When November rolls around every year, there are always two dates on the calendar that matter – my birthday and Thanksgiving. The first grows less significant each year as I reach the age where I start to pretend that I don’t have birthdays at all. The latter, which is a holiday that’s supposed to be filled with gratitude and love and familial closeness, leaves me empty.
I remember Thanksgivings as a child, and they were similar to what most Americans experience during this holiday. Huge spreads of food – turkey, ham, cranberry sauce, mashed potatoes, corn, green beans, fresh bread, my mom’s persimmon roll, pumpkin pie – covered the table, and the conversation was light and full of laughter. My grandparents’ house, where the family always gathered, would be so hot it was fairly boiling thanks to the number of people crammed inside it, coupled with my grandpa’s wood stove, which he would stoke all throughout the day. Occasionally, the skies would be grey and laden with moisture and snow would start spitting before the day came to a close. As darkness took over, we would climb into the car and anxiously count the number of houses that already had Christmas lights on or trees in their windows on the hourlong journey back home. It was safe and beautiful and full of love, and I felt like a modern-day Laura Ingalls Wilder.
But, inevitably, we grow up. Our lives change. We get married and move away. It’s the story of life when we’re all struggling to live that supposed and oft-undiscovered mythical “American dream” that is supposed to propel us through life. And all those things did happen to me and my family, yes. But it’s the other things, the darker side of life, that makes this time of year so very hard for me. On this blog, I am careful never to talk about the most painful part of my life, but today I’m emotional, my mind full of those “good ol’ days”, and I feel like I need to at least acknowledge it. You see, over the past five years, our family has been torn to shreds due to alcoholism. My brother, younger by five years, is in the advanced stages of this disease and it has resulted in his incarceration. This will be the first holiday where he is behind bars, but it’s not the first holiday for me to dread. No, those started years ago, when everyone was pretending that he just had a “little” drinking problem. Those times were uncomfortable, but we still gathered and pretended, for the sake of my mother, that everything was okay. But things aren’t okay, and due to the fact that alcoholism, recklessness, and violence often go hand-in-hand, I’m not sure they ever will be again. This disease has changed the landscape of our family. It’s changed my mother and father in ways I neither like nor was prepared for, and it’s changed me. My heart has hardened over the years as a way to cope and I sometimes don’t recognize the callous woman staring back at me in the mirror. I haven’t spoken to my brother in months, mainly because I don’t know what I would say. I have so much anger and hurt built up inside me that, right now, it’s best that I refrain from saying anything at all.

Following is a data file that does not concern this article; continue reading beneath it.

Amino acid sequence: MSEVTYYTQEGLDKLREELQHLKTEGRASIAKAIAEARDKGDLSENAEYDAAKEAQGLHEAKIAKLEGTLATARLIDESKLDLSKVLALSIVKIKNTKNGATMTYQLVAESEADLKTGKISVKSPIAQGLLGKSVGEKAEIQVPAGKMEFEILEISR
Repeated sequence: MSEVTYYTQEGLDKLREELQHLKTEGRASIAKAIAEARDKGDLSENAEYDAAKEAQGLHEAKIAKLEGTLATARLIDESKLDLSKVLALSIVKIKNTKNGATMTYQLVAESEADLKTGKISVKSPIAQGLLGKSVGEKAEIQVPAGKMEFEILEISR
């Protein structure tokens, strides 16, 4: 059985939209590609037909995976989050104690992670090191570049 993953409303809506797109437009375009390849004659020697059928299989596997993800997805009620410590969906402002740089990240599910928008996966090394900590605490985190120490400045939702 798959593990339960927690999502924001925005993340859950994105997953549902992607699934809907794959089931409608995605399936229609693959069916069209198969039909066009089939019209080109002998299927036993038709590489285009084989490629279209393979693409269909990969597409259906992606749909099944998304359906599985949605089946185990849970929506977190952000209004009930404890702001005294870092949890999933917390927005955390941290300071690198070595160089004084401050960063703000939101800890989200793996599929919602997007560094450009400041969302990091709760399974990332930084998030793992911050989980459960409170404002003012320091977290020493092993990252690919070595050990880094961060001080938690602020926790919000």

It’s November now, which means that leaves swirl in the wind before they crunch beneath my feet. It means that the smell of woodsmoke mingles with the autumn rains that caress my face as I walk. It signifies sweaters and Uggs and snuggling for warmth beneath chilled top blankets. It’s the gateway to the holidays, when families gather to break bread, reflect, and share in future plans. And then, amidst all of this, there’s me, who feels like she’s looking through a window at her former life. I can see the family I once had, the happiness we once shared, and my chest aches from the loss of it all. There’s no way to recover from the trauma our family has experienced; all we can do is pick up and move forward. But as this month progresses and each day falls away at the dawn of a new one, I keep staring at that date on the calendar. November 28th. I see it. I know it’s there. I know it opens the floodgates of the “most joyous time of year.” And yet, I’m numb to it. I have no choice.